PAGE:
Who Slaughtered Your Beloved Classic Rock Song?
December 19, 2010 by Charity Neal
What makes a classic rock song? Is it the legendary era it was born? The fact that you know within the first two beats that this is YOUR SONG!?! The fact that time slows down and the world shuts up followed by the inevitable yet involuntary foot tapping/head banging as you Crank it Up? Maybe, that spark that keeps you Rockin’ Out to it in your brain all day? There’s No Way anyone could perform your Jam better! Are YOUR favorite classic rock songs untouchable?
Let’s consider Limp Bizkit’s cover of The Who’s “Behind Blue Eyes.” There was nothing particularly different or special about the song to make it unforgettable. Honestly, their mediocre at best cover sounds like a last-minute studio track filler. Fred Durst lacks the emotion and passion Roger Daltry brings to the table in the original version. To top it off, the best part of the song was cut out completely! Overall, an anticipated disappointment.
Classics are pushed way past their limits all the time. It’s that stomach wrenching moment we have all endured, the moment you realize that an asshole has butchered your classic! Eminem did it to “Dream On.” Puff Daddy did it to “Kashmir.” Kid Rock was “creative” with his unbearable mash-up of “Werewolves of London” and “Sweet Home Alabama.” The first time I heard “Undead” by Hollywood Undead, all I could hear was the “Crazy Train” intro underlying the ENTIRE song as a keyboard track. Many artists try and miserably fail at “sampling” a classic. Pathetically inputting a tiny slice of a classic in their new song with false hopes of topping the charts off the backbone of the legends we love. Sampling is just disrespectful to the original piece and its creators only serving as a hopeful distraction from the actual song being performed.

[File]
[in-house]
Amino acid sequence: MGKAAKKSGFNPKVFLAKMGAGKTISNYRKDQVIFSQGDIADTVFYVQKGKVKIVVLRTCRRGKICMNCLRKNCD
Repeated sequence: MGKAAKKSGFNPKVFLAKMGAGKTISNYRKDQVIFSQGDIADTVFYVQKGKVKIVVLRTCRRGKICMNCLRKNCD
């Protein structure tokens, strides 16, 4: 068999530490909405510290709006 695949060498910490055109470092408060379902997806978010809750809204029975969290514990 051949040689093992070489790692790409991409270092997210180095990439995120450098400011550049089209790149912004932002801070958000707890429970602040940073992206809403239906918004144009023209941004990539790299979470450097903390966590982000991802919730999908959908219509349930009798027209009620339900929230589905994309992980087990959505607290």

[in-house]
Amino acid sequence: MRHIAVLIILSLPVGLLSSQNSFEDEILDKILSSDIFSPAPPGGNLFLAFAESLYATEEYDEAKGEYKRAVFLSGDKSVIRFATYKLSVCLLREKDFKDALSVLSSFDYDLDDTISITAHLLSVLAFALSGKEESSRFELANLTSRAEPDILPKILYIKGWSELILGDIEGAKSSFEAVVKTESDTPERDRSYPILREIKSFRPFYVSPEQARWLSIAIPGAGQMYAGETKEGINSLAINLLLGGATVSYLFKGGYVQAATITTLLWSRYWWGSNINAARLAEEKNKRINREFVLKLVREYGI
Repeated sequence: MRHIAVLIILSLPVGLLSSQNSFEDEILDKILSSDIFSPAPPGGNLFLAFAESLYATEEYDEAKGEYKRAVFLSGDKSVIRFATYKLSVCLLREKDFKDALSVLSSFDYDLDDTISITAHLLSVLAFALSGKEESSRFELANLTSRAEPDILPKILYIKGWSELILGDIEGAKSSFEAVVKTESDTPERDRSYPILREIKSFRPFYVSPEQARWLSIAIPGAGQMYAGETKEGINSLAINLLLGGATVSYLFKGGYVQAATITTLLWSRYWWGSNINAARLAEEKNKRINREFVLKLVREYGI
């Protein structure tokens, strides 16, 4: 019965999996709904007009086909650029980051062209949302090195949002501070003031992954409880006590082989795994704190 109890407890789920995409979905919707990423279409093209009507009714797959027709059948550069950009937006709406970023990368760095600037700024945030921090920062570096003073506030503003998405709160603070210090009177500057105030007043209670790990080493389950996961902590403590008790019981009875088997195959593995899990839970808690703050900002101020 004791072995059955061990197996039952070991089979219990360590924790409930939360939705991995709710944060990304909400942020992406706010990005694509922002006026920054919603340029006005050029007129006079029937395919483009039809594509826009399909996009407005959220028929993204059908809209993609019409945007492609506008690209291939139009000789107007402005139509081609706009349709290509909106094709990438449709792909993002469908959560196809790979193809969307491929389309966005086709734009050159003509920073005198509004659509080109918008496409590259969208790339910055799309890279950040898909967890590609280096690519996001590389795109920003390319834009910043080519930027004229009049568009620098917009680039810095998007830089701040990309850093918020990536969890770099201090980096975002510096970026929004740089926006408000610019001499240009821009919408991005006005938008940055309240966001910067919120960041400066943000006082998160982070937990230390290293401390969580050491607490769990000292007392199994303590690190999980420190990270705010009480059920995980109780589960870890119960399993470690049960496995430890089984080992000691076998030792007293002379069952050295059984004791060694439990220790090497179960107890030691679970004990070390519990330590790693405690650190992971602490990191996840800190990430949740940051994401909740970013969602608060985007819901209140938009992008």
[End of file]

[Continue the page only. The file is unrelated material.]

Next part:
Thank the Rock Gods! There are exceptions to this rule. Angelique Kidjo and Joss Stone did an excellent remake of the Rolling Stones classic, “Gimme Shelter.” The original structural qualities are not compromised by their fresh artistic vision. The best parts of the original song are Keith Richards’ sick guitar licks and the soulful background vocals. What the Kidjo and Stone versions lose in lead guitar, they make up for in rhythm that gives the song a funkier groove.
An awesome cover song should exude fresh artistic perspective oozing creativity that distinguishes itself from the original while paying tribute to the Rock Gods that birthed it. I want a cover that is so great that I have both the original and the new version on my playlist. Are classic rock songs untouchable? My thoughts: A Resounding YES! Give us your two cents below in the comments section!